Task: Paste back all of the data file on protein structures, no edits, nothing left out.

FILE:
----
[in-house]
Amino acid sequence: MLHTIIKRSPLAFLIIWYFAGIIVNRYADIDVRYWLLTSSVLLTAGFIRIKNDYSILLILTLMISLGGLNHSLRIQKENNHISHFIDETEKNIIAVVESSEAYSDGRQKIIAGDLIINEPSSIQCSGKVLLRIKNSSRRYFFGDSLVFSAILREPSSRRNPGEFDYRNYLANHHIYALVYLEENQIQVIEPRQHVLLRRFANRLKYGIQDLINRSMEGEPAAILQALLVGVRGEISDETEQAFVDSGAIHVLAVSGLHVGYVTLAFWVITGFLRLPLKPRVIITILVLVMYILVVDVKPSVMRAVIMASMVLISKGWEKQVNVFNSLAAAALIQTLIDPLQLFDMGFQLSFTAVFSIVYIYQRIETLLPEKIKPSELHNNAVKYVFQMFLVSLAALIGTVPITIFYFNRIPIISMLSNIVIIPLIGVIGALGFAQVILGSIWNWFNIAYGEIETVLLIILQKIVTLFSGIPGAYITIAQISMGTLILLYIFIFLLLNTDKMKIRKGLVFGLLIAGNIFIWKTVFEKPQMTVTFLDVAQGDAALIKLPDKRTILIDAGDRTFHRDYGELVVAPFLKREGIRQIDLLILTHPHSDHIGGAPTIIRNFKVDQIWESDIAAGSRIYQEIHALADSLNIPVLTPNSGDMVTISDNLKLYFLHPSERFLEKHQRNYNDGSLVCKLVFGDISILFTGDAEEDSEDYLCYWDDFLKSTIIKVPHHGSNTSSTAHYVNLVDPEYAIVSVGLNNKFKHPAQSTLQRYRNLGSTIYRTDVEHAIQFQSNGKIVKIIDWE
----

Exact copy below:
[in-house]
Amino acid sequence: MLHTIIKRSPLAFLIIWYFAGIIVNRYADIDVRYWLLTSSVLLTAGFIRIKNDYSILLILTLMISLGGLNHSLRIQKENNHISHFIDETEKNIIAVVESSEAYSDGRQKIIAGDLIINEPSSIQCSGKVLLRIKNSSRRYFFGDSLVFSAILREPSSRRNPGEFDYRNYLANHHIYALVYLEENQIQVIEPRQHVLLRRFANRLKYGIQDLINRSMEGEPAAILQALLVGVRGEISDETEQAFVDSGAIHVLAVSGLHVGYVTLAFWVITGFLRLPLKPRVIITILVLVMYILVVDVKPSVMRAVIMASMVLISKGWEKQVNVFNSLAAAALIQTLIDPLQLFDMGFQLSFTAVFSIVYIYQRIETLLPEKIKPSELHNNAVKYVFQMFLVSLAALIGTVPITIFYFNRIPIISMLSNIVIIPLIGVIGALGFAQVILGSIWNWFNIAYGEIETVLLIILQKIVTLFSGIPGAYITIAQISMGTLILLYIFIFLLLNTDKMKIRKGLVFGLLIAGNIFIWKTVFEKPQMTVTFLDVAQGDAALIKLPDKRTILIDAGDRTFHRDYGELVVAPFLKREGIRQIDLLILTHPHSDHIGGAPTIIRNFKVDQIWESDIAAGSRIYQEIHALADSLNIPVLTPNSGDMVTISDNLKLYFLHPSERFLEKHQRNYNDGSLVCKLVFGDISILFTGDAEEDSEDYLCYWDDFLKSTIIKVPHHGSNTSSTAHYVNLVDPEYAIVSVGLNNKFKHPAQSTLQRYRNLGSTIYRTDVEHAIQFQSNGKIVKIIDWE